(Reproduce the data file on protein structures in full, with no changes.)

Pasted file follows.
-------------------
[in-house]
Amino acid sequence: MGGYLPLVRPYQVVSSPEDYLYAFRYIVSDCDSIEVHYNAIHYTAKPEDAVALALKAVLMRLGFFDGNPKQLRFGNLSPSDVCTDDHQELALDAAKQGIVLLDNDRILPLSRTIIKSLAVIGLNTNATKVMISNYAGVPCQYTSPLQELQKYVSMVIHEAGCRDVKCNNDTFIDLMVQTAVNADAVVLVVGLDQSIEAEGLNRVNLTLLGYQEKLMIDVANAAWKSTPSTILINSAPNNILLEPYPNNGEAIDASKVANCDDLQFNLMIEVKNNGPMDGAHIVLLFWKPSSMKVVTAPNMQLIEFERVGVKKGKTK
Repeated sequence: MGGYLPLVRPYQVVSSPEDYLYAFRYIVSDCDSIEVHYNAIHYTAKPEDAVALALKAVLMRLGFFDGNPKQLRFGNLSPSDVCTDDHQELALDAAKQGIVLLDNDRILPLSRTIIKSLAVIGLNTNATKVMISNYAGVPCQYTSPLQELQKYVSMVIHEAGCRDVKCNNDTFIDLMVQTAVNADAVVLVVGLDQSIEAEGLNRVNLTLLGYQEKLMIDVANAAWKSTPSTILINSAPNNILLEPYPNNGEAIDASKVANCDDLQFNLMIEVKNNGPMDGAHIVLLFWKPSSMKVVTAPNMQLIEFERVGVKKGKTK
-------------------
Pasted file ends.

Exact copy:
[in-house]
Amino acid sequence: MGGYLPLVRPYQVVSSPEDYLYAFRYIVSDCDSIEVHYNAIHYTAKPEDAVALALKAVLMRLGFFDGNPKQLRFGNLSPSDVCTDDHQELALDAAKQGIVLLDNDRILPLSRTIIKSLAVIGLNTNATKVMISNYAGVPCQYTSPLQELQKYVSMVIHEAGCRDVKCNNDTFIDLMVQTAVNADAVVLVVGLDQSIEAEGLNRVNLTLLGYQEKLMIDVANAAWKSTPSTILINSAPNNILLEPYPNNGEAIDASKVANCDDLQFNLMIEVKNNGPMDGAHIVLLFWKPSSMKVVTAPNMQLIEFERVGVKKGKTK
Repeated sequence: MGGYLPLVRPYQVVSSPEDYLYAFRYIVSDCDSIEVHYNAIHYTAKPEDAVALALKAVLMRLGFFDGNPKQLRFGNLSPSDVCTDDHQELALDAAKQGIVLLDNDRILPLSRTIIKSLAVIGLNTNATKVMISNYAGVPCQYTSPLQELQKYVSMVIHEAGCRDVKCNNDTFIDLMVQTAVNADAVVLVVGLDQSIEAEGLNRVNLTLLGYQEKLMIDVANAAWKSTPSTILINSAPNNILLEPYPNNGEAIDASKVANCDDLQFNLMIEVKNNGPMDGAHIVLLFWKPSSMKVVTAPNMQLIEFERVGVKKGKTK